Why Your Second Cup of Coffee Is Never as Good as Your First

Why Your Second Cup of Coffee Is Never as Good as Your First

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Joseph Lamour
Nov 30, 2018
(Image credit: Leela Cyd)

Tell me if this scenario sounds familiar: Every morning when I wake up, I brew a giant pot of French roast, and pour myself a cup. After adding sugar and cream, I take that first sip, and every morning it's like the first time I've ever had such a drink in my life. It's absolute perfection. It's like vanilla, sugar, cream, and coffee beans were made to be tasted by me this morning and me alone.

But then, each subsequent sip is a little less satisfying. I think to myself maybe I can recreate that experience with another cup of coffee made exactly the way I had before. Reader: it's never the same, until at least the next morning. I always thought that this was just me being finicky, but it turns out there are a couple explanations behind why the first sip tastes best.

Remember: Caffeine Is a Drug

First, there's the hit of caffeine that I'm getting in the morning after a full day of abstaining. As we often forget, caffeine is actually a drug. You can experience withdrawal symptoms from caffeine, and experience a dopamine response when you finally have it again. The only dose of caffeine I get during the day (since I don't drink soda) is in the morning when I have, admittedly, two or three cups of coffee. That first sip is tantamount to someone having their first drag of a cigarette after going a whole day without a smoke.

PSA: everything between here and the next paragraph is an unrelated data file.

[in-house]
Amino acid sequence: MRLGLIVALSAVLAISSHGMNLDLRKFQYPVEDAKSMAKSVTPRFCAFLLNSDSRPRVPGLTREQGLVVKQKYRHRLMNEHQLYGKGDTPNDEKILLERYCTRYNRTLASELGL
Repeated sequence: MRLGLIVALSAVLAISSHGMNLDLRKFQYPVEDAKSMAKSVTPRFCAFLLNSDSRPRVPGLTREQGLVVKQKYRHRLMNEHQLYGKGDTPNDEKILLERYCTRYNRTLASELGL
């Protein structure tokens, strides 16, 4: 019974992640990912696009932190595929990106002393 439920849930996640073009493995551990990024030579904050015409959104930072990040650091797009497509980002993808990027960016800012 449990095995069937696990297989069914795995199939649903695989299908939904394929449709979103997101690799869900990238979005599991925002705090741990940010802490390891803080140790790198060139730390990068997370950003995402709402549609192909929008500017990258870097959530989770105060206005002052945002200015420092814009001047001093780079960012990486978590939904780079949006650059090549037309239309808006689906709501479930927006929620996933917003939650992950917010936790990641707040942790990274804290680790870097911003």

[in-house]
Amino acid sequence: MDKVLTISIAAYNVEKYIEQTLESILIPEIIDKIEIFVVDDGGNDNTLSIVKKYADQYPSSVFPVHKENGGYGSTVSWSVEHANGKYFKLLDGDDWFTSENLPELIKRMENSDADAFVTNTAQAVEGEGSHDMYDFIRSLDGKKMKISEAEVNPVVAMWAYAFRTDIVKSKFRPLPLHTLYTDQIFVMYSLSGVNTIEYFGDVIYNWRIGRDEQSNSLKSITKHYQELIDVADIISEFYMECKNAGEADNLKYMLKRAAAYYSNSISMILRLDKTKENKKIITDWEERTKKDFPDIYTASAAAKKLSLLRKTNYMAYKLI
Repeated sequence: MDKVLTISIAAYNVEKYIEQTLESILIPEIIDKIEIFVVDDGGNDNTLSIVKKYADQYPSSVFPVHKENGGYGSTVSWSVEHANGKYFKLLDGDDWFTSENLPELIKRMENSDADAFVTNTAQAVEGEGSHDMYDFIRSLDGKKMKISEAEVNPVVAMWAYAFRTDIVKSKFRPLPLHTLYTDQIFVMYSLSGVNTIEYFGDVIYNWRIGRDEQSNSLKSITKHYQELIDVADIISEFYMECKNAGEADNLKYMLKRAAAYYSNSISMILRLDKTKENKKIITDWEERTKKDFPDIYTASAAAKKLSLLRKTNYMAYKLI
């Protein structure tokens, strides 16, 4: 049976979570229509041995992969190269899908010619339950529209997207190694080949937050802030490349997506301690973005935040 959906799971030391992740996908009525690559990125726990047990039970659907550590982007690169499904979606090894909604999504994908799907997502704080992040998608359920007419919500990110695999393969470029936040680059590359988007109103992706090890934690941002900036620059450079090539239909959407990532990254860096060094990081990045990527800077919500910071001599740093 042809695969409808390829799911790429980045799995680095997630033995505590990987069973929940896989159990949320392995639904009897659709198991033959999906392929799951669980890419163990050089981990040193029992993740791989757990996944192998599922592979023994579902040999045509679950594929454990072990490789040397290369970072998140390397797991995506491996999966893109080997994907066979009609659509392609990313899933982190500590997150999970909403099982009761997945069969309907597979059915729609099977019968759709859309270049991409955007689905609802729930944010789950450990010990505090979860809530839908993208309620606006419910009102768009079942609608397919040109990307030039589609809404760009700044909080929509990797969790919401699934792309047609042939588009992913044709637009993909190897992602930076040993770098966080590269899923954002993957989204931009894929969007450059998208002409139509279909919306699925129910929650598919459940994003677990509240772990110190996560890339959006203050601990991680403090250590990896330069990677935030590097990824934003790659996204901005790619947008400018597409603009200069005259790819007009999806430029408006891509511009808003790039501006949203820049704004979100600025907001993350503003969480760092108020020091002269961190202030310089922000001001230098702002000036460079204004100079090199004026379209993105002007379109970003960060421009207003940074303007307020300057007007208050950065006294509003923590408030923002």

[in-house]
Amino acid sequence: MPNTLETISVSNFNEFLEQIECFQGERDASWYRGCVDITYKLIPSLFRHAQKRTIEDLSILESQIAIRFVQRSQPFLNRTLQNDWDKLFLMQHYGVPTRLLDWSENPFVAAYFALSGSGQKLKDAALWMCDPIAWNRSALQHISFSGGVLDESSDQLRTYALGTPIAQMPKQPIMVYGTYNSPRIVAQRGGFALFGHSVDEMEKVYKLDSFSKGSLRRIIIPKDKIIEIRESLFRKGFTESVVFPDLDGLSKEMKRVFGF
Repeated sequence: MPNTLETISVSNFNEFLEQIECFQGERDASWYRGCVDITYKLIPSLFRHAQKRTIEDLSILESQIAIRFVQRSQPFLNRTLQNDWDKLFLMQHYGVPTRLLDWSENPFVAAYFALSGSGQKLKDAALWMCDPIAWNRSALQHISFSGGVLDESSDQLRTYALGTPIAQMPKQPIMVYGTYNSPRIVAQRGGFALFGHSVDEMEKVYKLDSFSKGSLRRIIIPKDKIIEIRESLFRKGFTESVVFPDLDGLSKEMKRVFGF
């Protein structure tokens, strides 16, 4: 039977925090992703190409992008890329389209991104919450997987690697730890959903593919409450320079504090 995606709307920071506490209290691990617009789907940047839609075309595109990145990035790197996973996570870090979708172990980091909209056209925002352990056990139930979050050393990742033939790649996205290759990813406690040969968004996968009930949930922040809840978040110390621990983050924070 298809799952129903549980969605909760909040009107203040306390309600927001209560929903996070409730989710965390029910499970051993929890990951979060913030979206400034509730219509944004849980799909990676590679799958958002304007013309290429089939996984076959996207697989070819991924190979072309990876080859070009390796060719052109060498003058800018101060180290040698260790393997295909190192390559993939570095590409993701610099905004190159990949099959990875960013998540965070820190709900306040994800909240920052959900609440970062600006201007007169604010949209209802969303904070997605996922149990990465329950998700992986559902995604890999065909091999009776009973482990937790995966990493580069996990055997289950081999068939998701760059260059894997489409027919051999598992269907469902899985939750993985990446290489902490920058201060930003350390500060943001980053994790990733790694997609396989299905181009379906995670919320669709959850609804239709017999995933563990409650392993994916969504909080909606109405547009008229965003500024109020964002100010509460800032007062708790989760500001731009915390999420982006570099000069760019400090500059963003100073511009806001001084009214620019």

The More You Have, the Less Special It Is

That's not the only thing affecting the diminishing wonder of my morning joe. "This experience is related to a concept in economics of 'diminishing marginal utility,'" says Quora user Peter Baskerville, who purports to be a coffee expert and owner of multiple cafes. While I can't verify whether or not he actually owns multiple cafes, I can verify the concept.

The definition of diminishing marginal utility is pretty heady stuff since it comes from your local economist: that "the marginal utility of a good or service declines as its available supply increases. Economic actors devote each successive unit of the good or service towards less and less valued ends."

If that makes no sense to you, allow me to give you an example of the concept in action for you: during the holidays, there's always that one delicious dish that doesn't seem to get any play any other time of the year. For my family, it's my sister-in-law's cheesy potatoes. Before Thanksgiving, I hadn't had it in quite some time, and the last time she made it, I forgot to bring Tupperware. (I am shameless in this regard usually.)

This time I came prepared and loaded up on that cheesy potato goodness at the dinner table, and devoted an entire Tupperware container to just that dish on my way out. But, when I got home, nuke a big heaping gob of that starchy joy with some leftover turkey and stuffing, the bliss was *not quite* there.

It's because the anticipation of waiting almost a year for that taste, combined with my taste buds, brain, and stomach getting that reward again so soon was nothing compared to the fact that I had a more significant breaking of the fast just two hours before. That's diminishing marginal utility.

In summary, for a lot of us it's been a hectic year, and with these times when things don't seem as secure as they could, the creature comforts that pepper our days hold special meaning. For me that's my morning cup of coffee. And a little thing called data is not going to keep me from having a little faith and at least trying to enjoy my second, third, or fourth cup.

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